fill (one's) prescription

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fill (one's) prescription

1. To supply and sell a dose or set of doses of a medicine as prescribed to one by a doctor. Because of the strength of the medication, I have to be there in person with ID when they fill my prescription for the first time. When filling a patient's prescription, you have to be sure that all directions and warnings are on the medicine and said to the patient directly.
2. To go to or contact a pharmacy in order to buy a dose or set of doses of a medicine as prescribed by a doctor. Do you mind if we swing by the pharmacy on the way home? I need to fill my new prescription. She just went in to fill her prescription—she should be back in a minute.
See also: fill, prescription
References in periodicals archive ?
Eventually, the research team says, 3-D printing could allow pharmacies to fill prescriptions for patients on demand and even let patients print their own medicine from home.
In your article "Faith-Based Pharmacies?: Religious Right Backs Prescription Exemptions" (May Church & State), you point out that some pharmacists are refusing to fill prescriptions for contraceptives or the "morning after" pill.
Retail pharmacy advocates had urged the deletion of a rule requiring pharmacies to get patients' written authorization before they fill prescriptions.
Totonis also pointed out that e-prescribing allows pharmacy staff to fill prescriptions earlier and during nonpeak hours, thus freeing them up to focus more of their time on patient interaction when customers come in to pick up their prescriptions.
Around the time of the conference, a number of newspapers ran stories about pharmacists refusing to fill prescriptions for birth control and "morning after" pills because they view such drugs as immoral.
The outlets will only fill prescriptions from 9 a.m.
Also, prescriptions sent directly to pharmacies or mail-order systems were more likely to be filled than e-scripts that doctors printed and gave to patients, and patients living in higher-income areas were more likely to fill prescriptions for new medications.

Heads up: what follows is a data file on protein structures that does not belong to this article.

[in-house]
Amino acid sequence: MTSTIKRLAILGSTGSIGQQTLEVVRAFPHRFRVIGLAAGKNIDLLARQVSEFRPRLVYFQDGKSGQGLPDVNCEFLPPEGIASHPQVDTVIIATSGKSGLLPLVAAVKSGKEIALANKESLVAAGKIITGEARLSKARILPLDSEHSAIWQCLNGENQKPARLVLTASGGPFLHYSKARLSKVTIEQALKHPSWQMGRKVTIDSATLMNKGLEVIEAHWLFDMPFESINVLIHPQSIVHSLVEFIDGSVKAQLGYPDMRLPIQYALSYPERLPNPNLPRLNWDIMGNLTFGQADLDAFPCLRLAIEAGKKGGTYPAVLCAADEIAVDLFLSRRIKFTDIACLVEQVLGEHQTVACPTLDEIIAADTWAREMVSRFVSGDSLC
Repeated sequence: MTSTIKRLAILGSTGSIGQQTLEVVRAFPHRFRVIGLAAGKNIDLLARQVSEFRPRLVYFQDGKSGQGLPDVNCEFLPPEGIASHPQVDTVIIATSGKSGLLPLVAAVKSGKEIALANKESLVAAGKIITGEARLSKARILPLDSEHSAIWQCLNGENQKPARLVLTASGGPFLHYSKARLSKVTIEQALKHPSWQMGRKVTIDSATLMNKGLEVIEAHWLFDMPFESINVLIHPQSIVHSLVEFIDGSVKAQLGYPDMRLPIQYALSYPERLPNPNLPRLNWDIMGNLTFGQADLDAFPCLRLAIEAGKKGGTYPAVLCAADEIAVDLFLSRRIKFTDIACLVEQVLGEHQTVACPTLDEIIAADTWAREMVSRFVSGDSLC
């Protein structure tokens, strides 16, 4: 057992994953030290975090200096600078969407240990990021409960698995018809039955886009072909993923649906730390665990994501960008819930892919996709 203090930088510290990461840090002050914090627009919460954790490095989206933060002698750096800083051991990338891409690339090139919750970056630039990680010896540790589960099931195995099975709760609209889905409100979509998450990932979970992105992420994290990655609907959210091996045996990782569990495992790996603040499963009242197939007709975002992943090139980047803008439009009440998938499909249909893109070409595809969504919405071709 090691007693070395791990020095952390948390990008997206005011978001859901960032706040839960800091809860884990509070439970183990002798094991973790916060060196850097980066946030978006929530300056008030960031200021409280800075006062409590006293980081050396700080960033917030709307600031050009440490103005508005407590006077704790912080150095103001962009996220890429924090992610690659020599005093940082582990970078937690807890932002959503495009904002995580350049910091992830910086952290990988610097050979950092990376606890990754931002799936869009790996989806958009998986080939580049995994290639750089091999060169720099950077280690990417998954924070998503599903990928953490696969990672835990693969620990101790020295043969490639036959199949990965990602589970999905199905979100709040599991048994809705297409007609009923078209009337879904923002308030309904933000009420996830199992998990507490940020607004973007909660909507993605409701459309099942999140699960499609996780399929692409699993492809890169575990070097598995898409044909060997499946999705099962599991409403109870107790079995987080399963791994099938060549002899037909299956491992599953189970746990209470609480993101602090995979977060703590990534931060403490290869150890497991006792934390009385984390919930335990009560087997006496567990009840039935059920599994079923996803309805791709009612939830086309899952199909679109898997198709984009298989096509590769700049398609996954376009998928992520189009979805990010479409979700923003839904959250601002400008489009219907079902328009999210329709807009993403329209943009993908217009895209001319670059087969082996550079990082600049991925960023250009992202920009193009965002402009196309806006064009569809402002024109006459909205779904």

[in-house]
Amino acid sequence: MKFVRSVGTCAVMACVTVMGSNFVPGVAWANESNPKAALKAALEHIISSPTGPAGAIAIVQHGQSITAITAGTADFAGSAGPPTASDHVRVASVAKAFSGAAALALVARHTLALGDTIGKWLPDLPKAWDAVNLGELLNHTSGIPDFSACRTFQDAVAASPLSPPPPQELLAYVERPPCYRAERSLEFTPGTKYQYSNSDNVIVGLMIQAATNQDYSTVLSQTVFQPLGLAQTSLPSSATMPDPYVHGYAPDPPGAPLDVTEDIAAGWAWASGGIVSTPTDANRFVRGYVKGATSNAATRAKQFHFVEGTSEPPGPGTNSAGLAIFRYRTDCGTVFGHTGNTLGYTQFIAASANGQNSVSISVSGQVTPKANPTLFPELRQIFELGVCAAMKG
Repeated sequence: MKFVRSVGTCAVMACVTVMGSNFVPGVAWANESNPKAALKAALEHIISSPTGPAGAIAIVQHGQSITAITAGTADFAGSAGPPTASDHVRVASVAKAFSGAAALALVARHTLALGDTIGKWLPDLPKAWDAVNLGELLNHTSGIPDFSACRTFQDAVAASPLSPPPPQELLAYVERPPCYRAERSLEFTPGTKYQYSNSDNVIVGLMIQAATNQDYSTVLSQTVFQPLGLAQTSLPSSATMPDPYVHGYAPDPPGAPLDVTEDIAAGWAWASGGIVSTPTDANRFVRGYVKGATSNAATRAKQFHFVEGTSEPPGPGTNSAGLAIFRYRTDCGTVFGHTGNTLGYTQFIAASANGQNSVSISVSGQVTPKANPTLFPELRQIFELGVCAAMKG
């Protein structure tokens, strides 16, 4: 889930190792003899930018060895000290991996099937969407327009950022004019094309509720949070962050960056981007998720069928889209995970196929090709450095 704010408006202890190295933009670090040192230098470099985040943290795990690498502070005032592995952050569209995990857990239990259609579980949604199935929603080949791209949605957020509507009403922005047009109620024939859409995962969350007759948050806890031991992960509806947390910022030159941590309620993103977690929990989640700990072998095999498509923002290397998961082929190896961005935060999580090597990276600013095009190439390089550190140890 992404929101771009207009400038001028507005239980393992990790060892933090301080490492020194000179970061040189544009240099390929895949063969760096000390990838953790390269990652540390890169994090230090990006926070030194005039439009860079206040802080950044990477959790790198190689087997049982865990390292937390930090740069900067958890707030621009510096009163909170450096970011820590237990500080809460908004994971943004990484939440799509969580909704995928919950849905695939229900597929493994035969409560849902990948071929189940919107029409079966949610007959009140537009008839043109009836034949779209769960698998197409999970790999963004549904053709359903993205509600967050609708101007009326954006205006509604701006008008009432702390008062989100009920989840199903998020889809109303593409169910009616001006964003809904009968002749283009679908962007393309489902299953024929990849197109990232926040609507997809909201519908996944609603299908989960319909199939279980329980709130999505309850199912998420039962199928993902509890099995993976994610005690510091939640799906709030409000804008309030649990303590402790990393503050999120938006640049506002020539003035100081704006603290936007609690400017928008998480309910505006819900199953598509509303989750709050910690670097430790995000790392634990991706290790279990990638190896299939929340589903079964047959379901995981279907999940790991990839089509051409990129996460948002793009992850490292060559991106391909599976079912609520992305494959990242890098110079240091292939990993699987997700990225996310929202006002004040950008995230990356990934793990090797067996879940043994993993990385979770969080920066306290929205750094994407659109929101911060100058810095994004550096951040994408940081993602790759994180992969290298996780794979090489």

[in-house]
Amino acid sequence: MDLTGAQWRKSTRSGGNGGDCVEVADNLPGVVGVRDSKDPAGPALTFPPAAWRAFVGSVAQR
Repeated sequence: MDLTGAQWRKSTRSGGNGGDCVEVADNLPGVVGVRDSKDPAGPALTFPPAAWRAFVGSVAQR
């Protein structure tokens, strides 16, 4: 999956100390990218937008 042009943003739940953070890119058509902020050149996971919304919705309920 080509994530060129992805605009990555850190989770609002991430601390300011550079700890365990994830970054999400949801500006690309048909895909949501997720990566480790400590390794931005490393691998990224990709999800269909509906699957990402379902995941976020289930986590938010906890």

An Ohio-based group, dubbed Pharmacists for Life International (PFLI), also advocates refusing to fill prescriptions for people whose lifestyles offend fundamentalist religious proclivities.
Ninety-one percent of the respondents to a recent survey conducted by Ortho Biotech reported using a retail store to fill prescriptions in the past 12 months.
"We felt it was important for customers to be able to fill prescriptions when they came to our site, but we did not believe that we needed to operate it ourselves.
In early November, USA Today reported that several states are moving to permit pharmacists who cite moral qualms about certain drugs or medical procedures to refuse to fill prescriptions for patients.
The company has made a full-scale move into the specialty pharmacy arena, it has become a provider of on-site pharmacy services for several employers across the country, and it has begun to revolutionize the that way its stores fill prescriptions.
While it can fill prescriptions, MSI can also help people with other health care needs and deliver counseling and other nondispensing services "in a way that most other drug stores can't," Burnside explained.
Franchisees don't need to be told how to fill prescriptions, he says.
"We want to fill prescriptions; Bartell Drugs is here to serve our customers--to fill their prescriptions and meet their health care needs--and we feel we do a good job offering outstanding patient care," Bartell says.